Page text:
Domestic Violence Cases Climb in Israel as Coronavirus Closure Keeps Families at Home

Shelters expected to reach maximum capacity within days, authorities plan new ones ■ Requests for help spike amid confinement and economic distress caused by outbreak

Lee Yaron
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Israelis protest gender-based violence in Tel Aviv, December 20, 2019.
Israelis protest gender-based violence in Tel Aviv, December 20, 2019.Credit: Tomer Appelbaum
Lee Yaron

Women’s shelters have only a few spaces left that are expected to be filled in the coming days, as the number of domestic violence complaints spikes amid the closure caused by the coronavirus crisis. The Social Affairs Ministry says it is looking into opening additional shelters to prevent having to turn women away.

According to ministry data, the shelters are now at 90 percent capacity, but the shelters say it’s more like ‘95 percent. The overcrowding is the result not only of an increase in violent attacks, but of the inability of women to leave the shelters, since there’s little way for them to find work at this time, sources told Haaretz. The domestic violence hotlines and centers to assist victims of sexual abuse are reporting an increase in the number of reports, and expect an unprecedented increase in the number of women who will suffer domestic violence.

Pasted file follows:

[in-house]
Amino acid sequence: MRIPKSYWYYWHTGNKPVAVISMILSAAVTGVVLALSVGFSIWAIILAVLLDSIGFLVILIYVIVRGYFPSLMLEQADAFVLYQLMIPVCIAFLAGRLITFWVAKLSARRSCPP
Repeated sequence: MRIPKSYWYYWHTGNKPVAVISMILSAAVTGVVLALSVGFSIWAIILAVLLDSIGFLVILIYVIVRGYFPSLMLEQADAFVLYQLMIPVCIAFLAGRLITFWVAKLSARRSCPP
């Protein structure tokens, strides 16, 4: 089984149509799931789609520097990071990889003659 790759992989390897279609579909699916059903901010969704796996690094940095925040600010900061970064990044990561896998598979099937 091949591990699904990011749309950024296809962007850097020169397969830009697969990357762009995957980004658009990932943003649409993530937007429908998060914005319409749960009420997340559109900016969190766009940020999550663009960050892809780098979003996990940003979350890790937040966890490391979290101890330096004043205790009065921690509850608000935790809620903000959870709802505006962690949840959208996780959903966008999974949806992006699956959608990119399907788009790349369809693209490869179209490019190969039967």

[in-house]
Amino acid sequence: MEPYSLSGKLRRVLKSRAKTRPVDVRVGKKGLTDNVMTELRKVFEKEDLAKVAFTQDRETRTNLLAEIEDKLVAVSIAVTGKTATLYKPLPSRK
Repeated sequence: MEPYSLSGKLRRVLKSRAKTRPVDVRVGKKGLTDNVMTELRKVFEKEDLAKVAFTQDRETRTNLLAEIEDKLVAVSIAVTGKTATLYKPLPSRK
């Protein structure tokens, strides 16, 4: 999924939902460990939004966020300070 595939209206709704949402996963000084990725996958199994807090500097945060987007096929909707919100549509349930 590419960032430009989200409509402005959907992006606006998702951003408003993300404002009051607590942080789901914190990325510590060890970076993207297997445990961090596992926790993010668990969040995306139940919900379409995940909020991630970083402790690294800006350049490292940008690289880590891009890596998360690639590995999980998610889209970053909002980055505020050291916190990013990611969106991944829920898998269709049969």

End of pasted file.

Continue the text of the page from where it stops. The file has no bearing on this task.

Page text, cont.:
Haaretz Weekly Ep. 70Credit: Haaretz

The combination of being forced to stay at home and financial pressures and loss of routine create a fertile environment for domestic abuse, the sources said. “We aren’t prepared for the tsunami that’s going to happen; we’re talking about an extreme situation that we’ve never seen before,” said Rivka Neuman, head of the women’s advancement division at WIZO, which operates two shelters and a hotline. “We are seeing normative families reporting violence for the first time, and a worsening of the situation in families that have been in the cycle of violence.”

Danielle (not her real name), who left a battered women’s shelter two years ago after a lengthy recovery process, told Haaretz of the distress caused by the current crisis.

“I’d built a new life for myself,” she said. “I moved to a new city, I cut off contact with my ex and I haven’t seen him since. I’ve had a new partner for a couple of months already. We had to go into quarantine after we returned from abroad and suddenly he’s a different person. We’ve both been fired from our jobs. Both of us are home with the children and I’m afraid. He screams at us and makes threats. He is resembling my ex more and more. I’m deathly afraid that it will turn into physical violence. I have nowhere to go.”

Those working the hotlines tell of numerous calls from women in quarantine who have been physically or verbally abused and cannot leave their homes. According to Dina Havalin Dahan, CEO of an emergency hostel for women and chairwoman of the forum of nonprofits that run shelters, being confined at is unbearable for victims of domestic violence and their children. “The number of shelter employees has been increased and their activities have been adapted to the special situation under the guidance of the Social Affairs Ministry,” she said. “But now there is an urgent need for additional shelters for victims of violence and their children.”